Are Myrrh & Frankincense really effective against cancer?
One such study was published in:
Oncology Letters 2013 Oct; 6(4): 1140–1146.
Published online 2013 Aug 8. doi: 10.3892/ol.2013.1520
"The present study aimed to investigate the composition and potential anticancer activities of essential oils obtained from two species, myrrh and frankincense, by hydrodistillation.
The effects of the two essential oils, independently and as a mixture, on five tumor cell lines, MCF-7, HS-1, HepG2, HeLa and A549, were investigated using the MTT assay. The results indicated that the MCF-7 and HS-1 cell lines showed increased sensitivity to the myrrh and frankincense essential oils compared with the remaining cell lines. In addition, the anticancer effects of myrrh were markedly increased compared with those of frankincense, however, no significant synergistic (both oils together) effects were identified."
MYRRH - Commiphora myrrha has a yellow oleo-gum resin that exists in its stem and is used worldwide for the production of myrrh, particularly in China and Egypt. The constituents of myrrh, include volatile oil (2–8%), resin (23–40%), gum (40–60%) and bitter principles (10–25%). Previous studies have shown that myrrh exhibits cytotoxic, analgesic, anti-inflammatory, anticancer, antiparasitic and hypolipidemic activities (1–4).
FRANKINCENSE - is an aromatic resin obtained from trees of the genus Boswellia and has been hypothesized to exhibit a number of health supporting properties, including the treatment of rheumatoid arthritis and anti-inflammatory, antibacterial, antifungal and anticancer activities (5–8). According to previous studies, the constituents of frankincense oil vary according to the climate, harvest conditions and geographical sources of the frankincense resin (9).
Notably, these two resinous drugs (essential oils) are always prescribed simultaneously in traditional Chinese medicine and are primarily administered for the treatment of blood stagnation and inflammation diseases, as well as for the relief of swelling and pain (10). A previous study identified that the combination of frankincense and myrrh oils exhibited synergistic effects on Cryptococcus neoformans and Pseudomonas aeruginosa(11).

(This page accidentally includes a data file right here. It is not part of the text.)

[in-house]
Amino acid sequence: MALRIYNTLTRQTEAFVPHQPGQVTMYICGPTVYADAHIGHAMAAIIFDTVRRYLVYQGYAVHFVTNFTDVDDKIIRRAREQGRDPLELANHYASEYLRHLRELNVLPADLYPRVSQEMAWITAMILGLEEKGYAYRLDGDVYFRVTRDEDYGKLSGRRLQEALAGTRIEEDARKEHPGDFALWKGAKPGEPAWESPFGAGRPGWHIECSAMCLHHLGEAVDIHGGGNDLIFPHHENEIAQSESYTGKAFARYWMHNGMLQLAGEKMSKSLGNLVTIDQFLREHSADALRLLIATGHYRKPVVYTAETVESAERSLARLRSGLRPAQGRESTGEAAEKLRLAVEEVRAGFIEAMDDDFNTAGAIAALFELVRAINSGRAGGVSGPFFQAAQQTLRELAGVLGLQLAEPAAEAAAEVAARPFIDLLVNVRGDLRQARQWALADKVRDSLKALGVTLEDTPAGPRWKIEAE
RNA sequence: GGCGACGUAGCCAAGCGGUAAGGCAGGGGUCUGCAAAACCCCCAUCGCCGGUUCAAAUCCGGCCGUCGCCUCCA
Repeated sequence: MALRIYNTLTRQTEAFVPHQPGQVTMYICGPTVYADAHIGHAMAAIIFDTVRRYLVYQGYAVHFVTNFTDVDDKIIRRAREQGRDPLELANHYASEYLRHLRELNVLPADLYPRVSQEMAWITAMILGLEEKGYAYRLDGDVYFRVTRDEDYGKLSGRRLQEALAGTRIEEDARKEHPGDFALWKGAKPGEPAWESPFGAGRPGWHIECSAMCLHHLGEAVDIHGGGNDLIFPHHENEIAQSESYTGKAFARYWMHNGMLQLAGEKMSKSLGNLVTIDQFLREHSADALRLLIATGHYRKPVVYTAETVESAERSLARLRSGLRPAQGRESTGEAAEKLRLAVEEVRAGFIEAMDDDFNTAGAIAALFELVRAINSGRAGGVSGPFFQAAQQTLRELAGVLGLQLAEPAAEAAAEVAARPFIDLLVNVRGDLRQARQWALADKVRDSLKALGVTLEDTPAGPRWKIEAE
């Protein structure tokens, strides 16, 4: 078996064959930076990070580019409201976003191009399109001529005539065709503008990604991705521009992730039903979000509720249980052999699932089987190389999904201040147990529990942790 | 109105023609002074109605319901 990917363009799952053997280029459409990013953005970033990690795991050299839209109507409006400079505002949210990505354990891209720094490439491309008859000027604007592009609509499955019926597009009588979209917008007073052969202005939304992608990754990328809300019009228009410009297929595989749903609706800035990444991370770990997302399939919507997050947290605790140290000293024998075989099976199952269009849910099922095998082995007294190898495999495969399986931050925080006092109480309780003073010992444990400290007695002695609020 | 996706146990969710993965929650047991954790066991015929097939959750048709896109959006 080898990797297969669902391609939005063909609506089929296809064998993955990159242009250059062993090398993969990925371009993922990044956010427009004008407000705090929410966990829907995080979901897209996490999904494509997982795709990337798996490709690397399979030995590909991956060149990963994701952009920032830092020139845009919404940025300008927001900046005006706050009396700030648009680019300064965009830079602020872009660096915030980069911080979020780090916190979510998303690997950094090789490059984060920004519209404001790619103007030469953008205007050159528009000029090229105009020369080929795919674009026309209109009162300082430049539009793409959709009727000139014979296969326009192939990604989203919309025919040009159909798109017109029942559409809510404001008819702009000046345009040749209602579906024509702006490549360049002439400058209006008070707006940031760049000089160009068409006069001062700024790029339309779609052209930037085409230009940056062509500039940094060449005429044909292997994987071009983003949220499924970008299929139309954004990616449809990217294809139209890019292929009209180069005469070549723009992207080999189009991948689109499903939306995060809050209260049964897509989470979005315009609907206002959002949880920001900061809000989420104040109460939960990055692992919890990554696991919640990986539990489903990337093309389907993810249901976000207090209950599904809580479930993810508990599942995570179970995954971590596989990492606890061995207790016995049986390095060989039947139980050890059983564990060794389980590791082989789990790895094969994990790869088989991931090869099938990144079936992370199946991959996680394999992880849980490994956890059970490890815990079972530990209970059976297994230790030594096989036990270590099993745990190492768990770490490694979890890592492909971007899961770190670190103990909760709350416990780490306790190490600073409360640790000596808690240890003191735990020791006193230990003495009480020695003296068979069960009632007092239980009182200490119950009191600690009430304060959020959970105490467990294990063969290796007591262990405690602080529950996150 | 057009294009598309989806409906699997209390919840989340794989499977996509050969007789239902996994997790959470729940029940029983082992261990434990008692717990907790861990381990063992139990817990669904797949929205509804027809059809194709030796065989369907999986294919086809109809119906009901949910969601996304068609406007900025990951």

The present study investigated the chemical composition of hydrodistilled frankincense and myrrh oils from Ethiopia. In addition, the anticancer activities of the prepared essential oils against the MCF-7, HepG2, HeLa, HS-1 and A549 cell lines were investigated to determine whether synergistic effects were observable in vitro. The results illustrated that certain cells (MCF-7 and HS-1 cells) demonstrate increased sensitivity to the two essential oils, and the anticancer effects of myrrh is superior to frankincense. No synergistic effect was observed.
In the present study, the constituents of the essential oils of myrrh and frankincense were identified to include monoterpenes, sesquiterpenes, alcohols and esters.
Using cancer cell apoptosis induction trials, previous studies have identified that specific components of myrrh and frankincense essential oils are capable of inducing cancer cell apoptosis. For example, sesquiterpenes (found in these two essential oils) have anticancer activities that are likely to arrest the proliferation of prostate cancer cells in the G0/G1 phase (15–17). In addition, β-elemene (also found in these two oils) has been reported to show pharmacological effects (18,19). Notably, the cell lines were more sensitive to β-elemene, indicating that β-elemene is important for the antitumor activity of the frankincense and myrrh essential oils.
Using both Myrrh and Frankincense in your fight against cancer is a very important part of your anti-cancer regime.reference: